Today, technology plays a vital role in talent mapping, external workforce management and contingent worker deployment. The COVID19 pandemic has only accelerated this adoption of innovative tech to drive resource optimization and vendor management - ultimately delivering cost efficiency for businesses across the globe. The main driver of this was the increased reliance on the contingent or external workforce to balance the peaks and troughs in demand over the last 12 months.
However, that was last year. Looking ahead, there are encouraging signs of positivity from global economies as lockdown measures are eased and the vaccine roll-out gathers speed. But what does this mean for talent tech in 2021 and beyond?
Talent technology in 2021: the six top trends
To find out which tech trends will drive successful talent mapping over the next year, we carried out detailed research into tech stacks where we believe innovation, growth, and investment will be at its highest.
In our report - '6 talent tech trends for 2021 & beyond' - we identified a number of key trends that employers must adapt to in a COVID-hit environment:
- Testing and assessment in a remote world will continue to evolve: Testing and assessment tools have been around for some time now, but adapting these for a remote environment without impacting cultural fit identification, diversity numbers or the assessment of soft and transferrable skills will be crucial. A sophisticated approach that uses the advances in AI and automation to revolutionise testing will be needed in the new normal.
- Direct sourcing and freelance marketplace tech investment needed: As efficiency and cost-saving remains a high priority, more employers are looking to leverage their existing freelance contacts and build a bank of pre-identified candidates to engage quickly when required. As a result, we are expecting increased investment in direct sourcing and freelance marketplace technologies in the next 12 months.
- Data ownership shifting to the individual: With the accelerated pace of change in the contingent workforce, the traditional method of companies owning a worker’s personal identifiable information (PII) is no longer viable. We’re now seeing a shift to using blockchain technology to store compliance and vetting information, granting full ownership of this data to the individual.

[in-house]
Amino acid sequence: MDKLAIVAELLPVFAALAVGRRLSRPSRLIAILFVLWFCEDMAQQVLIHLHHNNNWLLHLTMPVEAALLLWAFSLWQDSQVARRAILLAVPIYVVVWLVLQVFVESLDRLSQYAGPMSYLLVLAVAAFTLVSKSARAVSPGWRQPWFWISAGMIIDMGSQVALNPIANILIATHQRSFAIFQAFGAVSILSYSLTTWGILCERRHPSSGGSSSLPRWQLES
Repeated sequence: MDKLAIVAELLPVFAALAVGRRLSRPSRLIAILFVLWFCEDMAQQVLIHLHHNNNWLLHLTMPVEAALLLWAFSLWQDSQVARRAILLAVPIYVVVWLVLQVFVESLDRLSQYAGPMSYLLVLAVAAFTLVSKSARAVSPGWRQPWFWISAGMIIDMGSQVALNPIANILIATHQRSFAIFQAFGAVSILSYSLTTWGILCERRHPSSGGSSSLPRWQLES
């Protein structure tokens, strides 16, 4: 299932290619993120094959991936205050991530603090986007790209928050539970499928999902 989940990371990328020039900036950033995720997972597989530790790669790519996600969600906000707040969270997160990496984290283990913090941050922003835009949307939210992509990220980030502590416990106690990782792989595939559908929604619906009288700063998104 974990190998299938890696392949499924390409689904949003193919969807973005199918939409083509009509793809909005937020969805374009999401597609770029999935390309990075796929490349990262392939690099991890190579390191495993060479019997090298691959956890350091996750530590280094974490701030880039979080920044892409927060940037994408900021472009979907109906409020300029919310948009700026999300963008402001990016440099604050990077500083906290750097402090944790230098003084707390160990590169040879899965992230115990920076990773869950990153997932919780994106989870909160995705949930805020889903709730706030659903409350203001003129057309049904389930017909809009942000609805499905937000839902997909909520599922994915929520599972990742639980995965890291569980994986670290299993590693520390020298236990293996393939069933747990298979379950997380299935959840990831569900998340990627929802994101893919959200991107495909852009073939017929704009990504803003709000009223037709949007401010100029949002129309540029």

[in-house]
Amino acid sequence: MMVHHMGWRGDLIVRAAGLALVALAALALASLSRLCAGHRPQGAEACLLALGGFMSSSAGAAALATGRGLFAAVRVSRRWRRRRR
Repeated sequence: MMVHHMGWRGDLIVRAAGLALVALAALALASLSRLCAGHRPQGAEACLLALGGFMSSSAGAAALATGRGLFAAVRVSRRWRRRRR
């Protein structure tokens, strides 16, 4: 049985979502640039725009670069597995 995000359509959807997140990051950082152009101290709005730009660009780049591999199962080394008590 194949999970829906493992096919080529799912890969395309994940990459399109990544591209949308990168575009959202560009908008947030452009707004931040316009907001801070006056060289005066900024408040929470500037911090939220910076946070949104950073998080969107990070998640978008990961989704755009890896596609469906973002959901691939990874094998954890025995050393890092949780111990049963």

- The continued rise of automation: The growth of automation will likely be fast-tracked in the coming year as repetitive and data-driven tasks are handled by tech and software, freeing up people’s valuable time and driving much-needed cost-efficiencies in tough economic times.
- The rise of the ‘citizen developer’: The pandemic has brought tech capabilities into almost every role. As a result, a revolution is underway. Business users with no coding experience are using tech tools to personalise and adapt systems and processes related to their role, without relying on IT departments.
- Employers will harness the true power of data and analytics: While historical data is already being used by some businesses to assess trends, 2021 will be the year that more organisations use data to predict the future and give a more detailed look into the ‘why’, not just the ‘what’.
The last 12 months were a trying time for everyone, but there have been some positive developments in the world of work. Fluidity and agility are now more viable for global workforces and the rise of the contingent workforce has picked up significant pace. This is allowing (allows?) businesses to really embrace and benefit from the value that external workforces can bring to the table. But managing these flexible talent pools does require an investment in talent tech as Simon Blockley, Guidant Global’s own CEO, explains:
“There’s no doubt that reliance on the external workforce has increased in the last year as a result of the rapid changes brought about by the pandemic. However, for contingent talent engagement and management, technology innovation is essential. Many of the compliance and administrative tasks that are required when employing contingent workers can be managed more efficiently through automated tools. The globalisation and demands of workers also calls for better use of technology enhancements to optimise the work environment for the benefit of our teams - be it remote or in-person - so we certainly expect to see an uptick in talent tech investment in 2021 and beyond.”
“Better use of tech tools to ensure continuity, support and provide better insights for decision making, improve efficiencies, and reduce tactical work will deliver high-value engagement activity, strategic guidance, and improved relationship building. This, along with finding innovative ways to support candidate engagement, diversity and inclusion, and flexibility at work, will make all parties involved in the supply and engagement of contingent talent increasingly successful.”